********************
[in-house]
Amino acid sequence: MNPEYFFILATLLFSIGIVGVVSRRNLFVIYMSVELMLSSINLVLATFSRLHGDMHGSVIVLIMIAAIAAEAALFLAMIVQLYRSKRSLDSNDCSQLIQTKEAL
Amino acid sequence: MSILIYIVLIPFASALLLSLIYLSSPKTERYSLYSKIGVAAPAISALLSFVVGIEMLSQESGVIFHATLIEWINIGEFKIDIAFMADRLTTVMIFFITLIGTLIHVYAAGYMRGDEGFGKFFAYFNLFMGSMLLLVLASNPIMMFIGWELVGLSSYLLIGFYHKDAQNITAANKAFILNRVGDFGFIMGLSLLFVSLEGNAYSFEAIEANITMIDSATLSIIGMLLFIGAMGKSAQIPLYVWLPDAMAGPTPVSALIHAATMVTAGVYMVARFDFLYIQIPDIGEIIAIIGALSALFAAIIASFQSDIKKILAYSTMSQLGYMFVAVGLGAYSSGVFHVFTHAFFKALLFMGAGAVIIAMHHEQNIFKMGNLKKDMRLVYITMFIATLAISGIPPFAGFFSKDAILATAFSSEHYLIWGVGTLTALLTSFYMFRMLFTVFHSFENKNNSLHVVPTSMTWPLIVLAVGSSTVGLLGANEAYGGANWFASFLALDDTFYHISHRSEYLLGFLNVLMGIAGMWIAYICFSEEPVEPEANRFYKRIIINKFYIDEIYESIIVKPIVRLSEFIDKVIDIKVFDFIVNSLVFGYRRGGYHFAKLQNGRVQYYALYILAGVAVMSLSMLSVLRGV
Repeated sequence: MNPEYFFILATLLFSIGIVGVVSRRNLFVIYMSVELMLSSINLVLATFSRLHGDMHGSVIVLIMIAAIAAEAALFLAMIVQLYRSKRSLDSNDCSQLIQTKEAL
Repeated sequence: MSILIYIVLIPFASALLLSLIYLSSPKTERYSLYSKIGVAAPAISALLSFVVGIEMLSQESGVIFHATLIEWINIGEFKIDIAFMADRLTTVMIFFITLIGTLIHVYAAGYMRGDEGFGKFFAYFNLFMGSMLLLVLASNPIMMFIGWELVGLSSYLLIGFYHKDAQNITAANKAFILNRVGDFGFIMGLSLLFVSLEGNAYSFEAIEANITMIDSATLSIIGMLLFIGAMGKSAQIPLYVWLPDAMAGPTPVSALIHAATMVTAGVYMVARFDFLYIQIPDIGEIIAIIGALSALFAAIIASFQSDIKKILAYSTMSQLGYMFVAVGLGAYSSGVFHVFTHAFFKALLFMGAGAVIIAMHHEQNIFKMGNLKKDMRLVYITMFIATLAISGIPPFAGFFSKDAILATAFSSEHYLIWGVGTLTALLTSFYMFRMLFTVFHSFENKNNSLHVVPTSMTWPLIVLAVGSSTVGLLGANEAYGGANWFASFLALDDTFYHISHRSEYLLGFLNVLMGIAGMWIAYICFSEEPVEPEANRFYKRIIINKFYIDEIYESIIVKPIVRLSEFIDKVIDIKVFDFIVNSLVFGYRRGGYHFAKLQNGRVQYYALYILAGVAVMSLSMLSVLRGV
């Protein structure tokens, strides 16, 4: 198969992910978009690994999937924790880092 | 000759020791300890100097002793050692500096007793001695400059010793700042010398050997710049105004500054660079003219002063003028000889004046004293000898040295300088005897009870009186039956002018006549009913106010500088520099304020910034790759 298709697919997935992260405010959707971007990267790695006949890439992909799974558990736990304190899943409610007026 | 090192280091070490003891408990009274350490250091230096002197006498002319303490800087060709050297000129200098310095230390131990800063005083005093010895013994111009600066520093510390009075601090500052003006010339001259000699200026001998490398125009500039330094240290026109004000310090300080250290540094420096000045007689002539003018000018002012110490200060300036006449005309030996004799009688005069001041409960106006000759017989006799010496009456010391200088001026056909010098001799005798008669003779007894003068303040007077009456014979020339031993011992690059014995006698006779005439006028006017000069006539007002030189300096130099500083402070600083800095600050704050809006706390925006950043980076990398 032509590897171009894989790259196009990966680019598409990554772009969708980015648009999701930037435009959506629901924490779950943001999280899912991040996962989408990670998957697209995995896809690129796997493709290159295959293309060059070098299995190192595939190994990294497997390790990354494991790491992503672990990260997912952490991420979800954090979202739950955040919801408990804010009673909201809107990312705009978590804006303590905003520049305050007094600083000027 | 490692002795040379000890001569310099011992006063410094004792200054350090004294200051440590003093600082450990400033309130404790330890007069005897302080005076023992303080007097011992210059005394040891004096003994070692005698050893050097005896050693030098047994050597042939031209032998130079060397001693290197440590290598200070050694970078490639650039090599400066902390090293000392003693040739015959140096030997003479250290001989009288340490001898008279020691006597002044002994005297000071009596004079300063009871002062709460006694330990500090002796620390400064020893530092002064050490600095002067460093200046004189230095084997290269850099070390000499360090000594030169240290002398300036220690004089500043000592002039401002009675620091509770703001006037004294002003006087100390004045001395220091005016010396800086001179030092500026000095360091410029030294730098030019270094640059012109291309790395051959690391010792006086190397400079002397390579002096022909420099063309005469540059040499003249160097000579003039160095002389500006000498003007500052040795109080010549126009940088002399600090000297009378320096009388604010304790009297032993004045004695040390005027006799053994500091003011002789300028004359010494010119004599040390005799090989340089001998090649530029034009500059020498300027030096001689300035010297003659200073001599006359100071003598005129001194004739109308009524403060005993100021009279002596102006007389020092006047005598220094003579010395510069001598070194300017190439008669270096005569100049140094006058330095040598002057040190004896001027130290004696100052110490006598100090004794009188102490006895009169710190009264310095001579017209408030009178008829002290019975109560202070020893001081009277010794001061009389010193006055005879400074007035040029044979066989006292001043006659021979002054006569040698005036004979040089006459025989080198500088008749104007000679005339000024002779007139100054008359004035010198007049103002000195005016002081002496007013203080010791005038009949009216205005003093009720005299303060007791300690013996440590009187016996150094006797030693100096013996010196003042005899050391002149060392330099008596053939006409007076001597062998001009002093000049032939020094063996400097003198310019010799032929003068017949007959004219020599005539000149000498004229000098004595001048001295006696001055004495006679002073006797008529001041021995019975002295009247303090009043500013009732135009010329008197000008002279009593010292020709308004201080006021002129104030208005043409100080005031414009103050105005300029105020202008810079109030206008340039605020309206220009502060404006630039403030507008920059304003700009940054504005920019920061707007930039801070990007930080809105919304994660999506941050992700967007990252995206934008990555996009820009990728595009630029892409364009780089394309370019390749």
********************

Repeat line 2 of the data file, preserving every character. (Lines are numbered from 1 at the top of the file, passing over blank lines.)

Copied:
Amino acid sequence: MNPEYFFILATLLFSIGIVGVVSRRNLFVIYMSVELMLSSINLVLATFSRLHGDMHGSVIVLIMIAAIAAEAALFLAMIVQLYRSKRSLDSNDCSQLIQTKEAL